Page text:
2. Trust the user: We have learned an incredible amount from City of Boston employees. They have a deep understanding of assessing, taxes, and permits. However, some City employees believe that the tool’s primary users are homeowners and homebuyers.This taught us a valuable lesson about the importance of trusting users and their experiences.

If you have used the Assessing Online tool, we’d love to hear from you and learn about your experience. Contact us at innovategov.bostonassessing@gmail.com. You can also follow our progress on Marta’s twitter @MartaMilkowska.

*All names have been changed to protect the identity of our users.

 

Boston’s Most Visited Web Page

What Web page do Boston taxpayers visit the most?

You might be surprised to learn that Boston’s online property assessment tool, Assessing Online, is the most popular webpage, averaging 3,000 visits each day.

 

This tool provides a valuable service to Bostonians — by typing in an address, residents and other users can access property-specific information, including:

  • tax rates,

  • assessed values, and

  • structural details.

However, the tool is still part of the city’s old website — the City’s Digital Team launched a successful, human-centered redesign of Boston.gov last year. Now they are working to redesign and migrate all citizen-facing applications to become part of the new and improved website.

That is where we come in.

Our Team

Our team of five Harvard students is excited to partner with Lauren Lockwood, the City of Boston’s chief digital officer, and Product Manager Reilly Zlab to tackle this challenge. Our project is part of a class taught by Adjunct Professor Nick Sinai, a former U.S. deputy chief technology officer. Our team members:

  • Osama Arif, the team’s computer scientist and “tech-wizard,” has already jumped into Boston.gov’s analytics data. Osama is currently a junior at Harvard College studying economics and computer science. He has experience in management consulting, quantitative research, and data analytics.

  • Elle Creel brings experience working in management consulting. She’s led projects that push the boundaries of what organizations can do. She’s also designed pilots to test new business strategies. Elle has worked in the federal government, and will bring experience in “bureaucracy hacking.”

  • Doug Lavey comes from a technology consulting background, with his experience with change management in the public-sector. Fittingly, he has decided to continue studying technology and public service as a dual-degree student.  

  • Marta Milkowska has developed public sector innovation programs in healthcare, finance, and energy in more than 15 countries. She is  the team’s human-centered design expert. Marta will guide the development of our user research and prototype testing.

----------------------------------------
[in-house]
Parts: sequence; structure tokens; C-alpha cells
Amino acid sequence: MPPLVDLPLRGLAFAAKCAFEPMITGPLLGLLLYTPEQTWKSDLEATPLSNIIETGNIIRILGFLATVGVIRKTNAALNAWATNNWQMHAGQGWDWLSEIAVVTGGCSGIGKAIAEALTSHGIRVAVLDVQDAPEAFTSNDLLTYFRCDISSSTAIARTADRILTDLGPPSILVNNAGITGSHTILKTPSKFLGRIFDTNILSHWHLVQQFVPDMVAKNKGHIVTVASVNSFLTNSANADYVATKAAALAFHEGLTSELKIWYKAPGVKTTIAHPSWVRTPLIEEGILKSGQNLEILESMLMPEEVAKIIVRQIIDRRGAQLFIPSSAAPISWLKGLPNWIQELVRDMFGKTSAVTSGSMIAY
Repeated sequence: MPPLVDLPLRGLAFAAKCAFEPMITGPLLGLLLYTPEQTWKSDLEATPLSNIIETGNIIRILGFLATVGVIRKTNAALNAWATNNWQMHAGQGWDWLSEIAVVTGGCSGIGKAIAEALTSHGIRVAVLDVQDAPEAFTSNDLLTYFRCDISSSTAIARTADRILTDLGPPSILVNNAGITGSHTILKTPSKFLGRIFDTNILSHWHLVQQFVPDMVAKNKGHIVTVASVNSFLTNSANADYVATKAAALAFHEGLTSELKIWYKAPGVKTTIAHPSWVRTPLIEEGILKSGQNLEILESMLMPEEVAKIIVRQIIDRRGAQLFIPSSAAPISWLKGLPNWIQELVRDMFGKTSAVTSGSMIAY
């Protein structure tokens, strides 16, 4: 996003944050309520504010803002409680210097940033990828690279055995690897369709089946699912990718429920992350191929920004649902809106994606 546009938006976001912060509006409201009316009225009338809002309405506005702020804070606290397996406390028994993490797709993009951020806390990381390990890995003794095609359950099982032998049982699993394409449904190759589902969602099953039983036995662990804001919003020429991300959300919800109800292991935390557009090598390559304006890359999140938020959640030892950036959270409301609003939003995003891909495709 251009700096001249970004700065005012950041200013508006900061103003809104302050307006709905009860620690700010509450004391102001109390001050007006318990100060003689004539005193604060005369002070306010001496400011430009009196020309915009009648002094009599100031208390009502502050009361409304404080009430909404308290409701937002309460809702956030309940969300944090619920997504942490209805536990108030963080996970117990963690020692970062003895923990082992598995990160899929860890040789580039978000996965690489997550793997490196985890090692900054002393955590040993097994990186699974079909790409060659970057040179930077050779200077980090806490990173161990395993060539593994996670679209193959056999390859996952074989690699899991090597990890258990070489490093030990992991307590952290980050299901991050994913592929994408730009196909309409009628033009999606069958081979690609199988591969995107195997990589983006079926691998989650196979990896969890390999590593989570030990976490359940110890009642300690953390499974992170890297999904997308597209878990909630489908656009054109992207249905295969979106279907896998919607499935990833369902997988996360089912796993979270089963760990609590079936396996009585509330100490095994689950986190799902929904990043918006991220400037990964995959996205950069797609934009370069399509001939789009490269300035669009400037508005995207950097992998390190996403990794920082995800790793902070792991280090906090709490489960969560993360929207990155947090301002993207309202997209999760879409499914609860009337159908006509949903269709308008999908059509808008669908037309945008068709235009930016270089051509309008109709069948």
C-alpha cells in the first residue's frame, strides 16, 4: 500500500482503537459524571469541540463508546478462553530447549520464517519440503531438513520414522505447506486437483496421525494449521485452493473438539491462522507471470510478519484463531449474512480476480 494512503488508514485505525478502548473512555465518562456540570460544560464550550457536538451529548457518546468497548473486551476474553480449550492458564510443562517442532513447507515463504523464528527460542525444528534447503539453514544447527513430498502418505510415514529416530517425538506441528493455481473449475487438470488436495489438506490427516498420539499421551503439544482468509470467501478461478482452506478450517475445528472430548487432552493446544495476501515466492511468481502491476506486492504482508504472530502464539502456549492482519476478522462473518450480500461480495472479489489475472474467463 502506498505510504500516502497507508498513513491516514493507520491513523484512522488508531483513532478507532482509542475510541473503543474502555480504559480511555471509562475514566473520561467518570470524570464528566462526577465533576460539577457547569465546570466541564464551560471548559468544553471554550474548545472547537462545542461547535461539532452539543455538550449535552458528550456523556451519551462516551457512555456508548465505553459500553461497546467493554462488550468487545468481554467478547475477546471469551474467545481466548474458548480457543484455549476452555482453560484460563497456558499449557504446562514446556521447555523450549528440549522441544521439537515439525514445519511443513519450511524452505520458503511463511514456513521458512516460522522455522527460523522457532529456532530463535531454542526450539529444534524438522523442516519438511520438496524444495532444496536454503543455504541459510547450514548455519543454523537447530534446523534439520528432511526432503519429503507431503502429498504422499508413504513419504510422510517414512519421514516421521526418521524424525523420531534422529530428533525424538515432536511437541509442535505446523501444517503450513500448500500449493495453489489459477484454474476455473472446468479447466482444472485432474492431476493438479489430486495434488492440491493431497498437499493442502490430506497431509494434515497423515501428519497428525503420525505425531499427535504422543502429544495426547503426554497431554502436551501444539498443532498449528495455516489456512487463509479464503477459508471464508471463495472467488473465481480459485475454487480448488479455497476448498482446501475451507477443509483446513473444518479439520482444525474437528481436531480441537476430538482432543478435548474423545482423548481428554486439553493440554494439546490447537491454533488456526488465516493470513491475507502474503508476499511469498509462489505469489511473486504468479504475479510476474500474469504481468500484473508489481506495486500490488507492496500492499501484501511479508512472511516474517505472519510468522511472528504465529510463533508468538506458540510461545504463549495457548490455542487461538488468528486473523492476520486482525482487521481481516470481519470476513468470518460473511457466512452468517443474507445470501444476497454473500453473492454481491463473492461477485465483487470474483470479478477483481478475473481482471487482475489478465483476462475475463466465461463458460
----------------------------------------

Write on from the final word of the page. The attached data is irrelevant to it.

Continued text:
• Emily Terwelp brings a perspective focused on data and social services to the project. Before starting at the Kennedy School, she worked in public policy research in New York City. Her focus was on programs for disadvantaged youth.

Assessing Online: Current Status

The current version of the Assessing Online tool lets users access information from the City’s Assessing database in two ways:

  1. through a page that lists details about a given property, and

  2. through a mapped version of the data, called the Boston Tax Parcel Viewer.

The list-style page has many data points about each property. This includes the value of the building and land, tax rates, lot size, and exemption statuses. The Parcel Viewer allows users to click between properties and see snapshots of parcel data.

 

The Challenge

We know Assessing Online is popular. What we don’t have is a complete picture of how people are using this information.

City experts think current and future homeowners drive most of the traffic. They assume these users want to understand property values for tax reasons. Users might also want to learn about their neighbors. But, developers and real estate agents represent another potential group with different needs. They might be more focused on finding property owners, or learning about building features.

The Digital Team is also thinking about how Assessing Online could connect to other address-based information since other city services are linked to a person’s home. These include trash collection, voting locations, and police precincts.

The Digital Team’s mission is to “deliver digital services that are welcoming, useful, and designed around the needs of the Boston community.” We’re excited to add to their effort and offer our input through this project. We’ll also be thinking of creative solutions to help make address-based information more accessible to the public.

What’s Next

First, we’ll refine our focus to one or two specific user groups. Through interviews and observations, we hope to understand how people use address-based information like the data included in Assessing Online. These insights will help us:

  • develop prototypes,

  • engage in usability testing, and

  • iterate as we learn more about our target populations.

We can’t wait to start having conversations with users — please stay tuned. We’ll keep you updated with blog posts as we continue our work with the City of Boston. You can also follow our progress on Marta’s twitter @MartaMilkowska. Contact us at innovategov.bostonassessing@gmail.com if you want to learn more or have thoughts on how we can make our project better.

Osama Arif, Elle Creel, Doug Lavey, Marta Milkowska, Emily Terwelp